While growing up in the Midwest with a family history of farming, listening to the local news discuss the prices of pork bellies, cattle, and wheat futures was a part of our daily lives. Fast forward to today, and rather than having the local farm report transmitted via radio, my inbox is now flooded with emails containing headlines regarding the recent spike in commodity prices.
Unlike my childhood, when the commodity reports centered around corn and soybeans, today’s headlines are centered around oil, aluminum, and nickel due to many macro-economic forces that are playing a part in the recent price fluctuations.
Below we take a look at what is driving the recent spike in commodity prices, the repercussions of higher commodity prices, and how financial advisors can strategically incorporate commodities in client portfolios.
Other than a two-year period of gains directly following the credit crisis, commodity prices, represented by the Bloomberg Commodities index, were in a free fall from their peak in 2008. From April 2011 to March 2016, commodities fell over 14% per annum, after bottoming out in March of 2016, commodities stabilized and posted a +7.85% per annum return through March 2018 (figure 1).
Figure 1 - Source: Informa Zephyr Platform. Bloomberg Commodity Index performance through March 2018
The driving forces behind the recent spike in commodities is a combination of U.S. sanctions, trade war rhetoric, tightening oil supplies, and investors hedging against a weaker U.S. dollar. Since commodities are pegged to the U.S. dollar, they historically have an inverse relationship to the greenback, making them a good hedge when the U.S. dollar weakens.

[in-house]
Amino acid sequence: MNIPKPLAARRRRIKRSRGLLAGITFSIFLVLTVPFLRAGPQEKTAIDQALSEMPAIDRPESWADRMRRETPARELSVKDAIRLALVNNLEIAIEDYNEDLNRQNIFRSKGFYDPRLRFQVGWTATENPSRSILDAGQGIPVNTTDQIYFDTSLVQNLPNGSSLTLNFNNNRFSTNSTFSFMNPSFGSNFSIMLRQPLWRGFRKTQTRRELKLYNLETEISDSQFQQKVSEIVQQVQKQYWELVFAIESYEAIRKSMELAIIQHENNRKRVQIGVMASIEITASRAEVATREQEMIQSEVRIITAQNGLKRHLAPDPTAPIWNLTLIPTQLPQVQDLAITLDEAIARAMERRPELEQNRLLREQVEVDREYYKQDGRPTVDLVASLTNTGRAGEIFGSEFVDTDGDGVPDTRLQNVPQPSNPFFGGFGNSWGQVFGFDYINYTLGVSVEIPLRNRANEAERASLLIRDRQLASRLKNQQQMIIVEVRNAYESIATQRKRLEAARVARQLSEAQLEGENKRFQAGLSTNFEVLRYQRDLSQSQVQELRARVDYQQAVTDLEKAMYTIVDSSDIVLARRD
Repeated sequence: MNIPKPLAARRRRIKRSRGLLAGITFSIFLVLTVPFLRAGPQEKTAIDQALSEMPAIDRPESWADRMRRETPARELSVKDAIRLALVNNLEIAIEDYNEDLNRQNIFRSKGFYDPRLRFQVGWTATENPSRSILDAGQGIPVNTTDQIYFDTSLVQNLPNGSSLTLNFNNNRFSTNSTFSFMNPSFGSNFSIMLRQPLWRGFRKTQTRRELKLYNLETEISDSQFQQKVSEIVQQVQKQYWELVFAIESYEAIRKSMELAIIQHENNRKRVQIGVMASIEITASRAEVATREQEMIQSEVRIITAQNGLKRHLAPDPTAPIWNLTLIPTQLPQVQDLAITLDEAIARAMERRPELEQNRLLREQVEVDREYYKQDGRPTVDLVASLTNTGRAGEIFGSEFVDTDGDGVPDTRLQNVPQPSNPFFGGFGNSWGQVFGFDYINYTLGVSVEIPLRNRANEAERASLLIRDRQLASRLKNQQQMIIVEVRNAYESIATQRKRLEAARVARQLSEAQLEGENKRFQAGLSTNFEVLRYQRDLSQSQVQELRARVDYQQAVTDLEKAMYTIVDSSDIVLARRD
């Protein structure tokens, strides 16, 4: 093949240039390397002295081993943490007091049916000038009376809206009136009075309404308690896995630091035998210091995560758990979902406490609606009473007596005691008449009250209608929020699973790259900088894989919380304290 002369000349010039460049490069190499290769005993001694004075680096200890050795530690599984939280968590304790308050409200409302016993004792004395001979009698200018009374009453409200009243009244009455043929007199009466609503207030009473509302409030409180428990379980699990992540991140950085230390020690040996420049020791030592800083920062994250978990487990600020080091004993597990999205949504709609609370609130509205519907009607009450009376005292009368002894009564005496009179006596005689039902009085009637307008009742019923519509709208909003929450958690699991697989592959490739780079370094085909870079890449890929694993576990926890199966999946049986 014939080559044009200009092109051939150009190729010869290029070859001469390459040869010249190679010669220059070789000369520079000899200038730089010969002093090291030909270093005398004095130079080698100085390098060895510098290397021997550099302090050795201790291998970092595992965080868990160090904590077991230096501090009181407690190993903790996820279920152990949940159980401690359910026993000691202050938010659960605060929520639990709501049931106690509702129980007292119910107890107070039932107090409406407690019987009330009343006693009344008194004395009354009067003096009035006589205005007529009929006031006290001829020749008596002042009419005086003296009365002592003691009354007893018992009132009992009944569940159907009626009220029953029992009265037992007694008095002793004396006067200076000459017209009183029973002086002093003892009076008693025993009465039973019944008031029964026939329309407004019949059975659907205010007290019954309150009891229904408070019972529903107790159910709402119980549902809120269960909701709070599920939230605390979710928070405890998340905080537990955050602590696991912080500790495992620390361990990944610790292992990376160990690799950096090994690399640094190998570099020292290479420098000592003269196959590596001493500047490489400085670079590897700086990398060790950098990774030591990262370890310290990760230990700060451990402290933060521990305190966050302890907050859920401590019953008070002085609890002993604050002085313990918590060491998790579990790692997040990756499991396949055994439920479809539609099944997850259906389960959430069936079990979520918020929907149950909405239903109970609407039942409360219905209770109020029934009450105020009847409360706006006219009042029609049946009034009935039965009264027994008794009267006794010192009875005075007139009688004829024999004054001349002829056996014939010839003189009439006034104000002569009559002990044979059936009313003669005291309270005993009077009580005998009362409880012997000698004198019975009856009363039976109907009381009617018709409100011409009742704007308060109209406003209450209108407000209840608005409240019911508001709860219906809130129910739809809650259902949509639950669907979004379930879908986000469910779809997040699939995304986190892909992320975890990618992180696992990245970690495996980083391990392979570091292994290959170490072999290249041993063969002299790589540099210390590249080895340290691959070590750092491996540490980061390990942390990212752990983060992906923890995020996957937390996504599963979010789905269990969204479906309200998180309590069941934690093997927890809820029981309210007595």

As we are experiencing today, there are many macro-economic forces that can affect commodity prices, in turn, higher commodity prices affect other areas, other than the price of bacon. Higher commodity prices can dent corporate profits, as raw materials and shipping costs increase. Additionally, since higher commodity prices are inflationary, we could see the Fed pick up the pace on their monetary tightening, resulting in higher borrowing costs.
While commodities can be used to hedge inflation or a weakening U.S. dollar, commodities can be a useful diversifier for financial professionals building client portfolios. Figure 2 shows us the relationship commodities have with equities and fixed income. Other than the first few years following the bottom of the credit crisis, the Bloomberg Commodity index has had a very low correlation to U.S. equities (Russell 3000 index), and in some cases, the two are inversely correlated. The correlation between commodities and U.S. fixed income (Bloomberg Barclays U.S Aggregate) is even lower, and during many periods, there’s an inverse relationship between the two (Figure 2).
Figure 2 – Source: Zephyr StyleADVISOR
Now that we’ve discussed the different macro-economic factors that can drive commodity prices, the effects commodities have on markets, and why commodities can be useful in an investment portfolio, the next step is to look at some of the top performing commodity strategies. Below are some of the top managers found within the PSN Global Manager Neighborhood database over the past five years. As you can see, these managers provide compelling performance and risk metrics against the Bloomberg Commodity index (Figure 3).
Figure 3 - Source: Zephyr StyleADVISOR
The evolution of financial products has made it easier for retail investors to gain exposure to commodities, no longer do you have to buy futures on the Chicago Mercantile Exchange in order to invest in lean pork. The wide-reaching effects commodities have on the global economy, coupled with the benefits they can offer, whether they are used as a hedge or portfolio diversifier, make them worthy of consideration when constructing a portfolio for your clients.
Ryan Nauman is a VP, Product and Market Strategist at Informa Financial Intelligence.